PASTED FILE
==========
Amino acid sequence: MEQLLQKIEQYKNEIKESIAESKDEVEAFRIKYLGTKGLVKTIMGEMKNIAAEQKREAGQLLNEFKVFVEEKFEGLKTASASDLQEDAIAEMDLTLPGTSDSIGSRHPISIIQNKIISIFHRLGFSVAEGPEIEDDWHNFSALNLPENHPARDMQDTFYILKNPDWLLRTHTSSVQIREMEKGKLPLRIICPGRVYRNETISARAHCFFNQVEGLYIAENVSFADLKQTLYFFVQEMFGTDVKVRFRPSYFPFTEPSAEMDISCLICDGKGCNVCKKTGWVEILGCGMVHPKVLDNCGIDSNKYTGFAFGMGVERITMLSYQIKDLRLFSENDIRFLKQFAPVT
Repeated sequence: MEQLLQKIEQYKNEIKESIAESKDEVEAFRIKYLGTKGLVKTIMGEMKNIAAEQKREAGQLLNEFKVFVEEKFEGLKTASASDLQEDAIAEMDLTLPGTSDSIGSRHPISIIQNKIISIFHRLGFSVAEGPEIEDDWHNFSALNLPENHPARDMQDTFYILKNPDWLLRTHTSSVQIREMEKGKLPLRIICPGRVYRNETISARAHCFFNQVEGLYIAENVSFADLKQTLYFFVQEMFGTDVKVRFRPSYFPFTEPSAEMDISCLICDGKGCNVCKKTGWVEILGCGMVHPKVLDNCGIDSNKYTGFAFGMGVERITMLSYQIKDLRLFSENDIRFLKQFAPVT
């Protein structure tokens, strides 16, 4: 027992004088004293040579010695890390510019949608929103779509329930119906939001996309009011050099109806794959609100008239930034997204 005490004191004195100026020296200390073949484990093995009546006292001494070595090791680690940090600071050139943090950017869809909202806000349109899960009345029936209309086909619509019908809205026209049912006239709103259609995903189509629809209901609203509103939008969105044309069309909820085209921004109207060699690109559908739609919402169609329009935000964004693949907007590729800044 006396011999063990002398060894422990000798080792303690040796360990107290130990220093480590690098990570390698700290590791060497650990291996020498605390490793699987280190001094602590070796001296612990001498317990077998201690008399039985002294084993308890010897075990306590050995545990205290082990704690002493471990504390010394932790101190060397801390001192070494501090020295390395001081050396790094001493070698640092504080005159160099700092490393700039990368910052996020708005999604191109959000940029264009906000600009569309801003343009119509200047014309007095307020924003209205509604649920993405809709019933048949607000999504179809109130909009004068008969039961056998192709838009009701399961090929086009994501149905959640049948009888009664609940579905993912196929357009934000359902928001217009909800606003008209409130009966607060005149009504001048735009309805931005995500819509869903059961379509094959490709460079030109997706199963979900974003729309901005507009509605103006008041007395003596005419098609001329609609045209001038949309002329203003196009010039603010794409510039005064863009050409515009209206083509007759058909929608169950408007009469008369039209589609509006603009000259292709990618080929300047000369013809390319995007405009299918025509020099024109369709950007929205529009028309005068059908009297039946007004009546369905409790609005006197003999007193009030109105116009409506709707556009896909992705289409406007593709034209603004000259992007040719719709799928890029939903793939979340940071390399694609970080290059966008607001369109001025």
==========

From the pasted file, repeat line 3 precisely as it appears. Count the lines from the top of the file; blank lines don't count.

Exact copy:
């Protein structure tokens, strides 16, 4: 027992004088004293040579010695890390510019949608929103779509329930119906939001996309009011050099109806794959609100008239930034997204 005490004191004195100026020296200390073949484990093995009546006292001494070595090791680690940090600071050139943090950017869809909202806000349109899960009345029936209309086909619509019908809205026209049912006239709103259609995903189509629809209901609203509103939008969105044309069309909820085209921004109207060699690109559908739609919402169609329009935000964004693949907007590729800044 006396011999063990002398060894422990000798080792303690040796360990107290130990220093480590690098990570390698700290590791060497650990291996020498605390490793699987280190001094602590070796001296612990001498317990077998201690008399039985002294084993308890010897075990306590050995545990205290082990704690002493471990504390010394932790101190060397801390001192070494501090020295390395001081050396790094001493070698640092504080005159160099700092490393700039990368910052996020708005999604191109959000940029264009906000600009569309801003343009119509200047014309007095307020924003209205509604649920993405809709019933048949607000999504179809109130909009004068008969039961056998192709838009009701399961090929086009994501149905959640049948009888009664609940579905993912196929357009934000359902928001217009909800606003008209409130009966607060005149009504001048735009309805931005995500819509869903059961379509094959490709460079030109997706199963979900974003729309901005507009509605103006008041007395003596005419098609001329609609045209001038949309002329203003196009010039603010794409510039005064863009050409515009209206083509007759058909929608169950408007009469008369039209589609509006603009000259292709990618080929300047000369013809390319995007405009299918025509020099024109369709950007929205529009028309005068059908009297039946007004009546369905409790609005006197003999007193009030109105116009409506709707556009896909992705289409406007593709034209603004000259992007040719719709799928890029939903793939979340940071390399694609970080290059966008607001369109001025």